This is a beautiful looking movie. Sombre in mood and palette with respect to colour, emotion and light. It mostly fulfils its artistic pretensions and depicts 1930’s America with a sweeping and tobacco/bourbon flavoured grandeur. And yes, it has Paul Newman blowing everyone else off the screen with a perfectly balanced depiction of pathos, power and ruthlessness.
So what have we got? Gangster retribution, Tom Hanks as a vaguely emotionless cipher looking for revenge and a rather obvious parallel to the godfather and Don Corleone not wanting ‘Michael’ to join the family business. The difference here though is that it is all shot through with a kind of distant poetical sensibility – it’s as though we are watching a slightly rose tinted view of the story, perhaps one that is turned on the page of a child’s book…Which, actually, is exactly where we are.
The set pieces are sublime. Paul Newman gunned down in the pouring rain and the flashes of light from a distant tommy gun are images that will remain forever retina burnt. The final scene, which is a kind of mobster version of the video of ‘imagine’ by John Lennon, is visually sparse, sumptuous and effecting at the same time.
This is a great film but I think the main/only problem with it, is Tom Hanks. Sure he plays the piece perfectly, but old Tom is one of those actors who unfortunately cannot transcend their own innate star power and character. Tom is a nice guy. Despite the dodgy moustache it’s still Tom. Watching him accept the killing of his wife and child as though it were simply a minor business debt that needed repaying, just feels a little out of sorts. Plus he does something funny with his top lip.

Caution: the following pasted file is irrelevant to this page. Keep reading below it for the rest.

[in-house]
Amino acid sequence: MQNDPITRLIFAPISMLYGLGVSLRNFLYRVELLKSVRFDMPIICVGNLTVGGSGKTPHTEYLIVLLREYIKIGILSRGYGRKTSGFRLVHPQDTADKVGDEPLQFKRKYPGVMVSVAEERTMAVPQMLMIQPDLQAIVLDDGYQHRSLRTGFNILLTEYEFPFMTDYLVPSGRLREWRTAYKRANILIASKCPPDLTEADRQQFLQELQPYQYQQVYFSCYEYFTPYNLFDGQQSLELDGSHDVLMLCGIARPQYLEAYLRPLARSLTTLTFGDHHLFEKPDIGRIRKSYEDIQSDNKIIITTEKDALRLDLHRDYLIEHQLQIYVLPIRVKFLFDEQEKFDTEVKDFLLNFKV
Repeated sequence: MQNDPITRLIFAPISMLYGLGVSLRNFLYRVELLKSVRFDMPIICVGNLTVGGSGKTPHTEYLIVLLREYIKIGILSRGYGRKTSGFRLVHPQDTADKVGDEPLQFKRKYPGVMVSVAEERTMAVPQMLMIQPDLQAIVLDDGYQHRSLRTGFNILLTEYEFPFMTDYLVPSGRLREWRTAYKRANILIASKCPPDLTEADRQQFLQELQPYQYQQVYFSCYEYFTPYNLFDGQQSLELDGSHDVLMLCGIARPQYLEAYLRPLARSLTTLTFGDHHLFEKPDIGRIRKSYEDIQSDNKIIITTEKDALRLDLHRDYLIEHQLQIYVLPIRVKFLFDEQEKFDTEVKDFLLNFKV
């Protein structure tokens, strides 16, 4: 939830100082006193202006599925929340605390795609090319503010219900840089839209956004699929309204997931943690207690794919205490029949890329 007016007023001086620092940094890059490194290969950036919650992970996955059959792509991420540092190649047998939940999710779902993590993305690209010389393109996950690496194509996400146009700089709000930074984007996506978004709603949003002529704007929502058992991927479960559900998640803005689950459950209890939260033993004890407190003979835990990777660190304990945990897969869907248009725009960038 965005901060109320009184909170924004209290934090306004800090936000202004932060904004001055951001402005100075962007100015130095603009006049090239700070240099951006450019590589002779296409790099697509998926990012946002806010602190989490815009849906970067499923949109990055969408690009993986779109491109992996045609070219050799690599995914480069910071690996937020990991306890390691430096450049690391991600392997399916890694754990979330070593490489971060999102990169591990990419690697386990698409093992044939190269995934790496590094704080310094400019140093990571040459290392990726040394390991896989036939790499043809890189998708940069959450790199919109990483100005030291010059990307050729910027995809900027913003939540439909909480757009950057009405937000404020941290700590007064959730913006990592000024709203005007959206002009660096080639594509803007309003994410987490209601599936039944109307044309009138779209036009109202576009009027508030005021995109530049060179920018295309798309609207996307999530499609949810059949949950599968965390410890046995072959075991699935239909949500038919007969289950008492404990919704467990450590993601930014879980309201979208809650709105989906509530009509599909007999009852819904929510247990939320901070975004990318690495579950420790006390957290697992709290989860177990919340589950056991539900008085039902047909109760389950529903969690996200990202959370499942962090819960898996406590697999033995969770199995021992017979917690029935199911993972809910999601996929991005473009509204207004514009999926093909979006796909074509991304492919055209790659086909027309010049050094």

Anyway. Jude Law is suitably weird, compelling and creepy, Daniel Craig as the useless son of crime lord Paul Newman does the ‘sonny’ part extremely well, while the overall aesthetic is Edward Hopper-esque eye candy of the highest order. Conrad Hall, the director of photography, fills this, his last film, with brilliant yet subtle tonalities of light and shade – for that alone, it’s worth many a viewing.
Sam Mendes applies a British eye to the American gangster pantheon and pulls it off superbly, although as mentioned before there is a kind of emotional distance going on. I guess it’s a cerebral gangster movie – one that is pitched with a certain aloofness and detachment. I felt I should have wept buckets at the end, but instead I felt the feeling you get when opening an old set of drawers and finding sepia tinted photos of a long dead family, that when discovered emit a scent of lilac and camphor….
Actually then, job done. Great movie. Watch it.